In this respect, one of the preconditions of the right to reparation being the existence of a sufficiently serious breach of a rule of law conferring rights on individuals, it is necessary, with regard to the non‑contractual liability of the Community, to assess the conduct causing the damage in order to establish the liability of a Community institution or body. In fact, if a Community court were unable to assess the legality of the conduct of a Community institution or body, the procedure provided for in Article 235 EC would be rendered ineffective.

Consequently, in the context specifically of an action founded on the non‑contractual liability of the Community and seeking reparation for loss allegedly caused by the manner in which the Ombudsman dealt with a complaint, it is appropriate to assess the lawfulness of the Ombudsman’s conduct in the performance of his duties.

(see paras 59-62)

3.        Where an appellant challenges the interpretation or application of Community law by the Court of First Instance, the points of law examined at first instance may be discussed again in the course of an appeal. Indeed, if an appellant could not thus base his appeal on pleas in law and arguments already relied on before the Court of First Instance, an appeal would be deprived of part of its purpose. However, it follows from Article 225 EC, the first paragraph of Article 58 of the Statute of the Court of Justice and Article 112(1), first subparagraph, (c) of its Rules of Procedure that an appeal must indicate precisely the contested elements of the judgment which the appellant seeks to have set aside and also the legal arguments specifically advanced in support of the appeal. Where an appeal merely reproduces the pleas in law and arguments previously submitted to the Court of First Instance, without even including an argument specifically identifying the error of law allegedly vitiating the judgment under appeal, it fails to satisfy that requirement. In reality, such an appeal amounts to no more than a request for re-examination of the application submitted to the Court of First Instance, which falls outside the jurisdiction of the Court of Justice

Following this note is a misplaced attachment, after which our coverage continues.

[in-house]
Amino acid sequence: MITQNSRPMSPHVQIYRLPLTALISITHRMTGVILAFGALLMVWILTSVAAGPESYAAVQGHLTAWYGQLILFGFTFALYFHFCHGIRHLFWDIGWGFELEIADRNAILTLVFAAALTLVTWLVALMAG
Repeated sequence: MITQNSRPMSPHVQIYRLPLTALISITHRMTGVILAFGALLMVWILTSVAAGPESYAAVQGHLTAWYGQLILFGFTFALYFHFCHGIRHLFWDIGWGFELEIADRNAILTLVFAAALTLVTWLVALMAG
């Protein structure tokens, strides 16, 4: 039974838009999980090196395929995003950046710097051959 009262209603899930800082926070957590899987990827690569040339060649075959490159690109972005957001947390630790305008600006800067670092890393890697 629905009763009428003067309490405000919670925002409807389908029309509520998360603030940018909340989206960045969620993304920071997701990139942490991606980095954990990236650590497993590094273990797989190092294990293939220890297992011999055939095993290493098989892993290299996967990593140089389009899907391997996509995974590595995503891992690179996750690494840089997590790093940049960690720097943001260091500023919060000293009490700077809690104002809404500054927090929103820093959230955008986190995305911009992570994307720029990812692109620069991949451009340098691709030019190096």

(see paras 75-77)

4.        The provisions governing the performance of the Ombudsman’s duties, and more specifically Article 2(5) of Decision 94/262 on the regulations and general conditions governing the performance of the Ombudsman’s duties, do not impose on the Ombudsman any obligation to inform the complainant of the other legal remedies afforded to him and of the time‑limits to be observed with regard to rights of action before the courts. Nor, a fortiori, is it incumbent on him to advise the complainant to pursue any particular legal remedy. Whilst it may be in the interests of the proper fulfilment of the tasks conferred on him by the Treaty for the Ombudsman, if appropriate, to inform the citizen concerned of the actions to be brought in order to serve his interests in the best way possible, Article 2(5) of Decision 94/262 cannot be interpreted as founding a right in favour of the complainant to be referred to the Court of First Instance in order to bring before it an action for annulment against the decision of the institution which is the subject of the complaint.

(see paras 80-81)

5.        As regards the search for a friendly solution to the dispute between the person who has referred a complaint to him and a Community institution, in accordance with Article 3(5) of Decision 94/262 on the regulations and general conditions governing the performance of the Ombudsman’s duties, the Ombudsman is solely required to cooperate with the institution concerned in order to seek a solution such as to eliminate the instance of maladministration and satisfy the complainant. In that regard he enjoys very wide discretion. In particular, he must assess whether the search for a solution satisfying the complainant may be contemplated, since there are situations in which the search for such a solution is not possible, as is envisaged in Article 6(3) of the provisions implementing those regulations, in which case the Ombudsman is to close the case with a reasoned decision. In any event, the Ombudsman cannot be criticised for not correctly performing the mission entrusted to him on the sole ground that he concluded that it was not possible to find a solution satisfactory to the complainant. It follows that the Ombudsman is able, without being guilty of wrongful conduct, to conclude in the decision closing a specific inquiry that there is no prospect of a friendly solution acceptable to the complainant.

(see para. 82)




JUDGMENT OF THE COURT (Full Court)
23 March 2004(1)

(Appeal – Inadmissibility – Non-contractual liability – European Ombudman’s manner of dealing with a complaint concerning an internal competition for establishment)

In Case C-234/02 P,

European Ombudsman, represented by J. Sant'Anna, acting as Agent, with an address for service in Luxembourg,